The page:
YouTube’s FameBit has a new sales boss, expanded platform post-acquisition

FameBit hires Google Preferred's ex-boss as its sales chief as YouTube’s influencer marketing platform expands its work with brands and creators.

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Influencer marketing platform FameBit has been oddly quiet since being acquired by Google’s YouTube one year ago, according to several executives in the advertising and entertainment industries (“I have not heard anything from them since they went to YouTube. They don’t even cold-call us anymore,” said one agency exec). Now the company is getting ready to break that silence.

“Definitely we’re being strategic in the sense that we want to get it right. We have a lot of things in store for creators that we want to get right,” said FameBit co-founder Agnes Kozera when asked about the company’s low profile post-acquisition.

When YouTube bought FameBit a year ago, the rationale appeared obvious. For YouTube to fend off Facebook, Twitter and others trying to woo its video creators, the Google-owned video service needed to better incentivize those creators to stay. A cut of their videos’ ad revenue could only go so far. The matter was made more urgent this year after YouTube began to de-monetize more videos following brand-safety issues that scared off many major advertisers earlier this year.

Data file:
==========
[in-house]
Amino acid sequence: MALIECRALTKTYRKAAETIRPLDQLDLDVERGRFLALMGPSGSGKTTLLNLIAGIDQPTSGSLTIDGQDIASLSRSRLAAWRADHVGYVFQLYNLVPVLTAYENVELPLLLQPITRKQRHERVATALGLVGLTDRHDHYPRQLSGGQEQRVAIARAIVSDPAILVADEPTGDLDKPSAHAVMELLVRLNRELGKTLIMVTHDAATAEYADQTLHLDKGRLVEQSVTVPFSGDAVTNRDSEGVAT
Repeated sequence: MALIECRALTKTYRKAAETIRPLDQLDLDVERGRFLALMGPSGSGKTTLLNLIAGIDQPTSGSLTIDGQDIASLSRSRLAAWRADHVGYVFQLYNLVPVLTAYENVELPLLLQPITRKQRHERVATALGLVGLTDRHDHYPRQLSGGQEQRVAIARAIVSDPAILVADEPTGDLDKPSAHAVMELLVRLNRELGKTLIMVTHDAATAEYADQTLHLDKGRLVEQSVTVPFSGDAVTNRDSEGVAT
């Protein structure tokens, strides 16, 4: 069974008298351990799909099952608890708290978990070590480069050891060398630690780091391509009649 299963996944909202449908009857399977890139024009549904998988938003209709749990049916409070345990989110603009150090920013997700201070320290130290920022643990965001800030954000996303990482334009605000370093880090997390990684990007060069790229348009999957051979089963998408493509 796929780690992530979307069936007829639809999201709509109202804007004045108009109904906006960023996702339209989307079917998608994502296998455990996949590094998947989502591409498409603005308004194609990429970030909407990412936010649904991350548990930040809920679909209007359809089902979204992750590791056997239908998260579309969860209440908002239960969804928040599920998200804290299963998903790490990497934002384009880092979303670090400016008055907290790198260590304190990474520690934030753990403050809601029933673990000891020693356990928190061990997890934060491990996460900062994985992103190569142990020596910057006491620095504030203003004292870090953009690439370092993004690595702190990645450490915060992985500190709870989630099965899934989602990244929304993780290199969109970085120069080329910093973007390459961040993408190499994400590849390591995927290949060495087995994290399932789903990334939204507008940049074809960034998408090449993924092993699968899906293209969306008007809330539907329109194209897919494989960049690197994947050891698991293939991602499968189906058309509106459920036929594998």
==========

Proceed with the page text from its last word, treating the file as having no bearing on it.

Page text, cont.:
“With ‘ad-pocalypse’ it’s a commonly known thing that creators’ YouTube ad revenue has been in decline. With YouTube being a talent-first platform, it makes sense to bring in additional monetization opportunities for talent,” said one ad agency executive.

FameBit, which provides tools to automate branded-content deals between creators and marketers, offered a way for YouTube to support more creators beyond its traditional advertising business. And YouTube offered FameBit a way to extend its work to more creators and more brands and to deepen that work across Google’s properties. That has largely been how the acquisition has played out to date.

FameBit’s post-acquisition purview

Since being acquired by YouTube, some things have changed at FameBit, while others have stayed the same.

The company continues to work with influencers on social platforms outside of YouTube, such as Instagram and Twitter. And its former CEO, David Kierzkowski, remains involved, leading FameBit’s product development.